Lokis. Rekopis profesora Wittembacha (1970) Poster

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10/10
Dark Gothic romance of subtle fear.
Vassago2 May 2006
Warning: Spoilers
"Lokis" is a dark Gothic romance, a faithful (though expanded) adaptation of Prosper Merimee's famous story, and the creme de la creme of the small horror niche dealing with the Eastern variant of the werewolf - the "werebear".

Reverend Wittenbach, clergyman and bibliophile, travels into the eastern regions of Polish-Lithuanian forests - the "kresy" - in order to explore the vast library owned by a rich family of noblemen. Hosted in their luxurious mansion, the reverend learns the strange secrets of the surroundings and discovers the dark and disturbing secret of the family - there are whispers that his host, the enigmatic young count Michal Szemiot, may be something other than a man... that he was born of an unholy union of a woman and a bear...

Photographed with saturation purposely taken to the extreme in outerior takes - some scenes in open spaces resemble nothing as much as impressionistic paintings - "Lokis" relies on dialogue, imagery and the viewer's imagination in order to create an atmosphere of slowly creeping fear... the kind of fear that is always in the corner of one's eye, never pushed in one's face. This is not the kind of film for a dullard that considers the umpteenth remake with TV Guide's "Teen Star of the Month" to be the Olympus of horror movies.

The most interesting aspect of the film is its ambiguity - nothing seemingly supernatural is definitely shown as such. Do we really see a witch walking on water or merely an old woman using a secret path in the forest swamp? Is the count a werebeast or merely a man driven into insanity and murderous lust by his deepening psychosis? These questions are left unanswered, for the viewer to decide.

Currently available on DVD, "Lokis" is a worthy view to a conneisseur of the subtle and refined old school of horror cinema.
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5/10
A Horror Film Without Much Horror
jrd_7321 July 2012
Lokis ("The Bear") does a good job at setting up a foreign world. Set in the 19th century, a German minister travels to rural Poland to study the local folklore and to view a rare book in the collection of a count. This count is a strange man with an insane mother who was attacked by a bear as a newlywed and believes that her son is the progeny of that bear. Attending the sick woman is a city doctor who can barely hide his contempt for the country and his employers. Into this world comes the minister. The viewer immediately identifies with him because we, like the protagonist, are outsiders in a strange world. Like him, we wonder at the odd sights and beliefs (at a wedding, the bride is slapped during the service). The film is aided by the visual look which expresses a time gone by.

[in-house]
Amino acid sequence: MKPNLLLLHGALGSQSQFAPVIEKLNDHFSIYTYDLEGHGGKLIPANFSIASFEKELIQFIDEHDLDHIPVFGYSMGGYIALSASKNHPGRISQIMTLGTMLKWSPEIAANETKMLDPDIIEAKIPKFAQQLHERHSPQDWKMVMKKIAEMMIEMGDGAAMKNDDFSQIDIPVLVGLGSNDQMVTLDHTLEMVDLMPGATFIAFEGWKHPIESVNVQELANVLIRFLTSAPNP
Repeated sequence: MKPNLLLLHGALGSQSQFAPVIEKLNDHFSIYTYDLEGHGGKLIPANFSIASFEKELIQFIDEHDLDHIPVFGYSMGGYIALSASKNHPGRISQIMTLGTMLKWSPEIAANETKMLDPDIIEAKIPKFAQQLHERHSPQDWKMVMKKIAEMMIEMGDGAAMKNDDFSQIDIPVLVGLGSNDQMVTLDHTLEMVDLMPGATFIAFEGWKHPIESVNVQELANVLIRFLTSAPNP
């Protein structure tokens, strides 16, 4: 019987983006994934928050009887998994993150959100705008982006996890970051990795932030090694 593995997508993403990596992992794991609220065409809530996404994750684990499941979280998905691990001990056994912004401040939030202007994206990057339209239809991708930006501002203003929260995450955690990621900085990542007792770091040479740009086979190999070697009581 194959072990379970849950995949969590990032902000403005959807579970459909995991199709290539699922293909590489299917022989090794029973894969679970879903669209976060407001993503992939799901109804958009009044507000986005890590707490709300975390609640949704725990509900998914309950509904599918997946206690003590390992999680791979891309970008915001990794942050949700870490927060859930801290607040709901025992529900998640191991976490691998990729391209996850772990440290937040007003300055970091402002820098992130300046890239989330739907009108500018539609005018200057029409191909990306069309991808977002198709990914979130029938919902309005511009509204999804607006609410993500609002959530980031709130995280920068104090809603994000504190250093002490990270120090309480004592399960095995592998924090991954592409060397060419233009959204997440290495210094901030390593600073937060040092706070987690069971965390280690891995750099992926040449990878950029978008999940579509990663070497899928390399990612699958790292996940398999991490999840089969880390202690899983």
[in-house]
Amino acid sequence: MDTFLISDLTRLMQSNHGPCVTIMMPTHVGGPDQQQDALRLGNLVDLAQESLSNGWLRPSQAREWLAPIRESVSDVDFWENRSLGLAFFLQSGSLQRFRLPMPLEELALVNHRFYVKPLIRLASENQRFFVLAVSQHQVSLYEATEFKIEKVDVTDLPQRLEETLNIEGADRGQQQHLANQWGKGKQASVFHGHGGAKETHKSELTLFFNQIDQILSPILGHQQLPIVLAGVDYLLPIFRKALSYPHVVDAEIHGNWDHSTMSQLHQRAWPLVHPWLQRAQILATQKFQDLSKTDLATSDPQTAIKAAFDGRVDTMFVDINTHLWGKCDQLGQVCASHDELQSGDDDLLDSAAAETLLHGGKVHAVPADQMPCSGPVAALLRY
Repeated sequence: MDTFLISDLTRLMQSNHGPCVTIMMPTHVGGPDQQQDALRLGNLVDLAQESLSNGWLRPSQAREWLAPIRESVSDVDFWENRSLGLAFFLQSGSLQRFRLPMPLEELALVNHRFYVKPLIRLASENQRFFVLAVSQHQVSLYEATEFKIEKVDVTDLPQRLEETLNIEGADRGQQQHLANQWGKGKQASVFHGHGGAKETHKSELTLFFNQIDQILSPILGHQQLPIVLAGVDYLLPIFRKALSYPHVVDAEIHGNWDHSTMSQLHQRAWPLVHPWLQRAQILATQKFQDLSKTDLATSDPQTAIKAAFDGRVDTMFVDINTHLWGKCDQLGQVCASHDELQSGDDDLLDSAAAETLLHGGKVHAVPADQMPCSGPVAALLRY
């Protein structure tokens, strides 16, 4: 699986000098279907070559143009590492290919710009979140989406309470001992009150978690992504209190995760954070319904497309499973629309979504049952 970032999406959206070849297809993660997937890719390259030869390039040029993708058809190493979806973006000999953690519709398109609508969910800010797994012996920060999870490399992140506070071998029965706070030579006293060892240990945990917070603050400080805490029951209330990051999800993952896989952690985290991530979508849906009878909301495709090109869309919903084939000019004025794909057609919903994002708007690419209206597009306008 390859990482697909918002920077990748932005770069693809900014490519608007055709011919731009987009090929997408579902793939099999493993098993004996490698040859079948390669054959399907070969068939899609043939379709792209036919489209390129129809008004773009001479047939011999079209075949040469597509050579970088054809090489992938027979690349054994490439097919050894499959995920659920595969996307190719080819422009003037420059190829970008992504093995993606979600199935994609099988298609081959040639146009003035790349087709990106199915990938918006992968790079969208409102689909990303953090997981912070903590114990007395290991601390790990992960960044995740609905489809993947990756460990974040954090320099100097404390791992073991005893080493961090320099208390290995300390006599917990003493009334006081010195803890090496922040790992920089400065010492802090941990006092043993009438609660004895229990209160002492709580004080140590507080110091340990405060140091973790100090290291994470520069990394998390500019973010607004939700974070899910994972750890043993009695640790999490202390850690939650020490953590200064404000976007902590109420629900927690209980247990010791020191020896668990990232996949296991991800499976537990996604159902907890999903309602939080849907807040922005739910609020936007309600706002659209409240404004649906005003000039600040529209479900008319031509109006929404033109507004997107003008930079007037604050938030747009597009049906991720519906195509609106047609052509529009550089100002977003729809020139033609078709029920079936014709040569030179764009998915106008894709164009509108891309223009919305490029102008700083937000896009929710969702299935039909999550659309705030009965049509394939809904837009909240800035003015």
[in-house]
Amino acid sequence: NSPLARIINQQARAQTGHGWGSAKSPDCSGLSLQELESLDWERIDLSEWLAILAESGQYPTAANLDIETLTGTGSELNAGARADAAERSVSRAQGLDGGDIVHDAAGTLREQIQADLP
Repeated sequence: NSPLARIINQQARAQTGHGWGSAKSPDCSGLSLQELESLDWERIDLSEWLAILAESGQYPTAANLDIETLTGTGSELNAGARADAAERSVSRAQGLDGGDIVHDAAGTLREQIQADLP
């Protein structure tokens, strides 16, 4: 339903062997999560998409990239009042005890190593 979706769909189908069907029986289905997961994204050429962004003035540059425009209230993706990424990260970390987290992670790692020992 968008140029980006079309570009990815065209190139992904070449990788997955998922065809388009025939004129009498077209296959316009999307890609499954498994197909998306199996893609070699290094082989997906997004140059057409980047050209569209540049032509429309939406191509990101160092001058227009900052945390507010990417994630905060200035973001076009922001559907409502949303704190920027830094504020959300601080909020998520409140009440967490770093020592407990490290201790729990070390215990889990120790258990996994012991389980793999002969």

The problem is that the film does not go anywhere. There is a moody ambiance. An occasional odd moment suggests something fearful is coming, yet, nothing scary ever happens. Somehow the horror has been left out of the horror movie.
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9/10
Stylish piece of Polish fantasy horror.
HumanoidOfFlesh2 May 2008
A pastor stays at the home of a young nobleman when he comes to study folklore in Lithuania.A local doctor tells the pastor his host may be the union of a bear and the man's addle-brained mother.When the young noble is married,he disappears into the woods while his wife remains behind suffering from bite marks.Out of sheer boredom the doctor had perpetuated the story to alarm visitors of the small village and the pastor questions his faith when he believes him..."Lokis" is a slow-moving and suitably creepy Gothic horror film that carefully builds the air of menace and dread.It's also one of the most famous Polish horror films-even reviewed in remarkable 'Fear Without Frontiers" by Steven Jay Schneider.Check out Polish DVD,if you have a chance.
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